Above photographs by Pears Photography taken at The North Lincolnshire Food and Drink Festival, The Baths Hall, Scunthorpe
My name is Linda and I work full time in the business of growing and selling flowers, with husband (Father Ted) helping whenever possible, especially if there is a tractor involved or grass to be cut. Daughter Louise is good at modelling flower crowns, looking pretty and riding the horses that provide the manure that helps the flowers grow.
The chance reading of an article in the Yorkshire Post whilst faced with redundancy from a job in IT, and the discovery of the organisation Flowers from the Farm, led to the birth of The Spotted Dog Flower Co. in the spring of 2014, just in time for Mothers’ Day, when we sold 8 bunches of flowers, the following year we had progressed to 40 and began to feel like a real business. Our spotted dog Mulberry, after whom the business was named is sadly no longer with us, but his legacy lives on in our name and colourful logo. New dog Loganberry is happy to continue the digging of holes and burying of bones in the flower field with his friend Archie, whilst ignoring important job of pest control.
Horticulture is in my heritage, with one set of farming grandparents and the other set market gardeners, both in Cheshire. It skipped a generation, but starting with creating my first garden from a field, more years ago than I care to remember, I have continued to learn and develop my horticultural skills., Since that time I've researched growing techniques extensively, learned from others what to do and what not to do and developed floristry skills, working with some of the best in the industry. The thirst for more knowledge and skills continues with a passion. I am also passionate in supporting the resurgence of the British Flower industry, as the East Midlands voluntary co-ordinator for Flowers from the Farm and a commitment to using British flowers in my own business.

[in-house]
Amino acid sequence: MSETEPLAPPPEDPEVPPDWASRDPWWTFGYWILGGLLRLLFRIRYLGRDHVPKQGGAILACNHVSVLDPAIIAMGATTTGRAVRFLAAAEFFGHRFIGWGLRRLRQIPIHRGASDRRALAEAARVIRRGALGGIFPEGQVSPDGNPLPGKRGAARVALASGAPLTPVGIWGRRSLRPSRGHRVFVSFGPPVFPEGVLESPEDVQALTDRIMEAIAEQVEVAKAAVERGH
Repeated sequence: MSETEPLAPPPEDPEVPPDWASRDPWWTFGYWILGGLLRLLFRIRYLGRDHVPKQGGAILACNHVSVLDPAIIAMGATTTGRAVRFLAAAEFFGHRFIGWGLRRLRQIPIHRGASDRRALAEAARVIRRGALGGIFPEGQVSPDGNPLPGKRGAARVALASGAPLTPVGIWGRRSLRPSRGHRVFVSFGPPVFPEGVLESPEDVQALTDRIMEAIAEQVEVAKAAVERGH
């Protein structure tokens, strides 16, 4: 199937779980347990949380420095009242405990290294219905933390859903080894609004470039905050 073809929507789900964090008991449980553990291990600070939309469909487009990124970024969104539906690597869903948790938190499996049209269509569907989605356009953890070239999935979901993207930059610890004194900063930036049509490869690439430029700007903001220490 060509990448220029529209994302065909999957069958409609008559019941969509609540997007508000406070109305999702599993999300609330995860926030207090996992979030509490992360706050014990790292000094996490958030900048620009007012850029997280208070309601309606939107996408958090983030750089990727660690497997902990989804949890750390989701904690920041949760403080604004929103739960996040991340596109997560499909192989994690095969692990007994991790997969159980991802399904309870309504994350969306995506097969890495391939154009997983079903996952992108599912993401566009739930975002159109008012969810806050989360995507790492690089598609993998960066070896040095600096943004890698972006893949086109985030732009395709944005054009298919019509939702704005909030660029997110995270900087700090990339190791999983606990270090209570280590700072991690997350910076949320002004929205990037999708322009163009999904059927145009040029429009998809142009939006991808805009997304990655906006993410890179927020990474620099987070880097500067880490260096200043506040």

The flowers are grown on an unforgiving area of sandy land in the Trent Valley just outside Gainsborough where the flower field arose from a section of horse paddock. They are grown with the environment in mind and I am delighted by the increase in the number of birds, butterflies and other wildlife that visit the field daily. There are a few pests I'd rather not see but I'm learning to live with them or finding methods to outwit them.
Our main season runs from April to October. We do have some flowers a little earlier and later depending upon the weather. Many varieties are cultivated and each year we grow something different. The field is full of old favourites like larkspur, cornflower, foxgloves, sweet peas, scabious, dahlias together with seedheads and grasses for a natural look. They are grown for a variety of events from weddings to funerals and bouquets to buckets or bunches for flower lovers.
Outside of the cutting season the work continues with digging, mulching, improving the land, creating new flowerbeds and improving existing ones. Then there is the planting of bulbs, seeds and shrubs, a year round process to ensure a succession of flowers through the cutting season.
I also give talks to clubs, gardening societies and anyone who loves flowers. Contact me for further information.
I hope you enjoy browsing this site and look forward to meeting you at a future event.